In this hypothesis, we could discard the very need of those who write the name in the notebook to keep a complete face in mind. For example, it would be enough to have already seen the tip of the target’s ear, which would be enough for the “death notebook” effect to work. Or in a more extreme case, if this hypothesis were true, the memory on a single square of an entire screen would be enough to write the target’s name and associate the name with the person.

Analysis of Hypothesis 2

Assuming Hypothesis 2 as true, we arrive that there are enough pixels to form the image of a soul. In this way, we can calculate from the size of an image, how many pixels it composes. This allows you to reduce the amount of pixels by isolating only the face of our target. Thinking of photos as they appear in social media chats, let’s say they are no larger than 100×100 pixels.


In the photo above, it should be perfectly clear to identify me, although it contains only 10.000 pixels in its digital format. Considering the color possibilities, we have the chance of one in 167.772.160.000 to form this photo by playing random values for the colors of each pixel. This is somewhat disturbing for several reasons which I will list below:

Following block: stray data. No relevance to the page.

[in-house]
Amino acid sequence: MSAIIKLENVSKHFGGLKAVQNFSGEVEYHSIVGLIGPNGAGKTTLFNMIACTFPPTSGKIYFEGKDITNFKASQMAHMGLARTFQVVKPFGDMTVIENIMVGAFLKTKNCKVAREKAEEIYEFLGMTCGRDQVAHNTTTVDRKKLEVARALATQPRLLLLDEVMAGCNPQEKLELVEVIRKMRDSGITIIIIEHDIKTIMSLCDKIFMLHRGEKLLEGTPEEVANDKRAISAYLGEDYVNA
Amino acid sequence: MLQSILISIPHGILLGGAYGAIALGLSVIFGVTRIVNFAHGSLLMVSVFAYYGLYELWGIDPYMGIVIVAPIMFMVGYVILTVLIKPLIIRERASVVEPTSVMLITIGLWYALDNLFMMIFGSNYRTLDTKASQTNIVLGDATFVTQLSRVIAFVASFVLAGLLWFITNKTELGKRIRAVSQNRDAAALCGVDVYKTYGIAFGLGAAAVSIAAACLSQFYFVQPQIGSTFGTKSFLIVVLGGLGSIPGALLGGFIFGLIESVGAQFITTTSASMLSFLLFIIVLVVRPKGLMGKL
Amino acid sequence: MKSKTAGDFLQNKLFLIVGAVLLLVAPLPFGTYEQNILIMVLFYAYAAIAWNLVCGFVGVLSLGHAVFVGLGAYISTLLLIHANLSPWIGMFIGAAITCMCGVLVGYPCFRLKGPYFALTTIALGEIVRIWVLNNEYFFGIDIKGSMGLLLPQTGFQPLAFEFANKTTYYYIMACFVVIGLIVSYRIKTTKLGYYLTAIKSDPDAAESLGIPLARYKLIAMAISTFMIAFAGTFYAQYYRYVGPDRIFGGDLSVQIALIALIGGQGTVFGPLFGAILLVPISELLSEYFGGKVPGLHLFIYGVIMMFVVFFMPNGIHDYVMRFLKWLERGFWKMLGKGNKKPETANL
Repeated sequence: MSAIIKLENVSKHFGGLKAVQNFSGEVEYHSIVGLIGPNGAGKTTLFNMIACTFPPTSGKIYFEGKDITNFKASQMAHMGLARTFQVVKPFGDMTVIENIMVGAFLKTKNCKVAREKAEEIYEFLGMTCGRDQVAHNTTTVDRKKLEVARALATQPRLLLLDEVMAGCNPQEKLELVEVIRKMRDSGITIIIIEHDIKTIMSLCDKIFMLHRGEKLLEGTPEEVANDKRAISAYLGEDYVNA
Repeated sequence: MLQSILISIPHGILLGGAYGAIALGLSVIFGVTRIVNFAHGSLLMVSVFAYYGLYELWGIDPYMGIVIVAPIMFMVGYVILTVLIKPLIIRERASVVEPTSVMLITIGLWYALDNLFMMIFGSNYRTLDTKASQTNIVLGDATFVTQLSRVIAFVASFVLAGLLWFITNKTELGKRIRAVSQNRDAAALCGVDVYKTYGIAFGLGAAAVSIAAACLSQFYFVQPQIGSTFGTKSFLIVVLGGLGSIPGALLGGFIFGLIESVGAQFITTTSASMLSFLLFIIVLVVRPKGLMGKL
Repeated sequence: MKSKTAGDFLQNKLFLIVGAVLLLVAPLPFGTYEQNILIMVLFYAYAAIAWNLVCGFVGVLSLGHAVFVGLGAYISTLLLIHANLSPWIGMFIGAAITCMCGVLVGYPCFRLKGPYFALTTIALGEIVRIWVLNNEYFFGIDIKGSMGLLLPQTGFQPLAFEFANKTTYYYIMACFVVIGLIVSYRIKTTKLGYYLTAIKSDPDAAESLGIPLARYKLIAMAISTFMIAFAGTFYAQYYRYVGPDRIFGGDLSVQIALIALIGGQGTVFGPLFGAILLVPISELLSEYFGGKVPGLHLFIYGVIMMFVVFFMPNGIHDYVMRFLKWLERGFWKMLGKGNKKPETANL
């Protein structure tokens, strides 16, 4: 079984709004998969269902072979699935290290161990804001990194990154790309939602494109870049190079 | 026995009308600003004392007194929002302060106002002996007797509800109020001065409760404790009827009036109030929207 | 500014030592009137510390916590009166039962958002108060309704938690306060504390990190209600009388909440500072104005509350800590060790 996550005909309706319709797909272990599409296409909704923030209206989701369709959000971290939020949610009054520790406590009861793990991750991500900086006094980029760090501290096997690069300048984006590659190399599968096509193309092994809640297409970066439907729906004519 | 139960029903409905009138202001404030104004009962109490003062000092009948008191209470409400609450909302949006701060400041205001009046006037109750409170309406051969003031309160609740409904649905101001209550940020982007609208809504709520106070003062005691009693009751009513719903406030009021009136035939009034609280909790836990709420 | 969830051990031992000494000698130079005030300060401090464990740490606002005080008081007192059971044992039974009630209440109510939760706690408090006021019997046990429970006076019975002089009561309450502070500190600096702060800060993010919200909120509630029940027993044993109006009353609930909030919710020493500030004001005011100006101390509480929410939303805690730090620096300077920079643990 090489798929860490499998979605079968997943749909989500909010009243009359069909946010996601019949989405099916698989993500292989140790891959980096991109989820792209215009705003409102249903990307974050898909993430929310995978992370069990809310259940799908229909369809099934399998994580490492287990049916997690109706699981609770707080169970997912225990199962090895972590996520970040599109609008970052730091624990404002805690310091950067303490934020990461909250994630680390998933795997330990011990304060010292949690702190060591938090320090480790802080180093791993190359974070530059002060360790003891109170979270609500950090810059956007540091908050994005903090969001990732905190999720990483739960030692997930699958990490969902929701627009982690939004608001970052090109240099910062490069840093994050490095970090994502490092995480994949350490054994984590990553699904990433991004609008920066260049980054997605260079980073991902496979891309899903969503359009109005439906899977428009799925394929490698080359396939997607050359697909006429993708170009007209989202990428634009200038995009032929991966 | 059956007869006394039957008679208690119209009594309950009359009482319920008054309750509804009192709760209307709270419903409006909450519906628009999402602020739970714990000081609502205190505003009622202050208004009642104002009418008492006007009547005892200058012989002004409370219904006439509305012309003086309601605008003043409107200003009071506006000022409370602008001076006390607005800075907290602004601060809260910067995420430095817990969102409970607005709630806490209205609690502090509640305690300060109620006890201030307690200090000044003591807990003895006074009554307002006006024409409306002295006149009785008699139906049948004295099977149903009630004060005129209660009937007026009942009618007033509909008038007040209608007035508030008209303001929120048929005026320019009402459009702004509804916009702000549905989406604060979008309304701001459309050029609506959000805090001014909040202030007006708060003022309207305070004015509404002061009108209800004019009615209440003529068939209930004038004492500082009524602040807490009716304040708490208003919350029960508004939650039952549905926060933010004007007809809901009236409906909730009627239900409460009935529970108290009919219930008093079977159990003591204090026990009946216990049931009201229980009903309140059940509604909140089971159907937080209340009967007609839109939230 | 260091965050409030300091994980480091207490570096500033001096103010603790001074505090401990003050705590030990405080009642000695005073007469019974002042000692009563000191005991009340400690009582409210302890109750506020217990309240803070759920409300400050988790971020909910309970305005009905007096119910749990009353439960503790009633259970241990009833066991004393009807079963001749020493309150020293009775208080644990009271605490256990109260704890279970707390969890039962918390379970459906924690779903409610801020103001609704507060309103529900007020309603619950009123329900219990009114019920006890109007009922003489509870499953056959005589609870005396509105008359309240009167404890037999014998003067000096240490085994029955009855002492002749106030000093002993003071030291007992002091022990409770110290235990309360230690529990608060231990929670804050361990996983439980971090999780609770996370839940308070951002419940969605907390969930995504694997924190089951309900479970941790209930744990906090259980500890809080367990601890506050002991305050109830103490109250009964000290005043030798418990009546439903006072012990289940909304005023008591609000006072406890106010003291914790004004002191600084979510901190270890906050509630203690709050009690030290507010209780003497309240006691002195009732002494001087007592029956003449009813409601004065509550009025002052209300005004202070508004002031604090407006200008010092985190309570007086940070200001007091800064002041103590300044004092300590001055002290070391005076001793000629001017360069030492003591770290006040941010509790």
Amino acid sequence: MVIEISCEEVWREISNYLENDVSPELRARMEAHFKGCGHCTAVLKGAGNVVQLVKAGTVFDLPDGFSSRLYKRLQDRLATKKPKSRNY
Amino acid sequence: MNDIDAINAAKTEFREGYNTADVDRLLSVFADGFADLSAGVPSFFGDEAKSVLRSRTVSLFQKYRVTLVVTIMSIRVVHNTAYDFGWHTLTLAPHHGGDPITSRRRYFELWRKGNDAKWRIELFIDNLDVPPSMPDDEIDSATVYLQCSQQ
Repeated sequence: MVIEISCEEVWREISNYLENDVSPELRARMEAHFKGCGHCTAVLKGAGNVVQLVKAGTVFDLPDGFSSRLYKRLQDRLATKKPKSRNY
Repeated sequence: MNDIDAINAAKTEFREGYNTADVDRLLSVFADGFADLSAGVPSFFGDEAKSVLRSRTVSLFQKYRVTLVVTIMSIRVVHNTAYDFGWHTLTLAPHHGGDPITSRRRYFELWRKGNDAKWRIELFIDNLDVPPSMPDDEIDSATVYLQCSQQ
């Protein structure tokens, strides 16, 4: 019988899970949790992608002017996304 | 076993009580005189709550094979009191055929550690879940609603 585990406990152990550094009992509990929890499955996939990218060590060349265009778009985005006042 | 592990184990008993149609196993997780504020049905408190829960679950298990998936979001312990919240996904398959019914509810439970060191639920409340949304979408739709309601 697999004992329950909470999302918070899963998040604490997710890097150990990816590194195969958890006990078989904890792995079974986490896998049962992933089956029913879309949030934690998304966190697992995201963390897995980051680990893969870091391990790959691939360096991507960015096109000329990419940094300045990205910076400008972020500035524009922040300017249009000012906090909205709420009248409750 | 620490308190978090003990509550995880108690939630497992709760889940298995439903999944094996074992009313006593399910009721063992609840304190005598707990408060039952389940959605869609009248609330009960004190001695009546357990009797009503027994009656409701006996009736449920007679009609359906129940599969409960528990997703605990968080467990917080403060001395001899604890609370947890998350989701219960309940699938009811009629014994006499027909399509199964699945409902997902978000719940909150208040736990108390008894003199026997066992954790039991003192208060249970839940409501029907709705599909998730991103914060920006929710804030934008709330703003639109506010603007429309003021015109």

1) A random pixel generator in 100×100 frames, could produce this same image (I mean the same, because there would be no difference even in one pixel). Although unlikely, when repeating the generator for a sufficiently large number of times, such as 150 trillion, the chance of reaching the exact image would no longer be so low. But this means that without ever taking this photo, it would meet exactly the same requirements as a photo that would serve as a “call to my soul”.

2) I can take many 100×100 photos of myself and none of them are identical to this one, although they all represent me. This means that the photos that represent me in 100×100 frames are not restricted to this one. That is, assuming there are thousands of 100×100 photos of me, the chance of forming one of these images will necessarily be at most:

(total-photos) divided by 167.772.160.000

3) I can remove a number of pixels and still represent myself. That is, there is a minimum number of pixels that must correspond to my person to deduce who I am when writing in the notebook.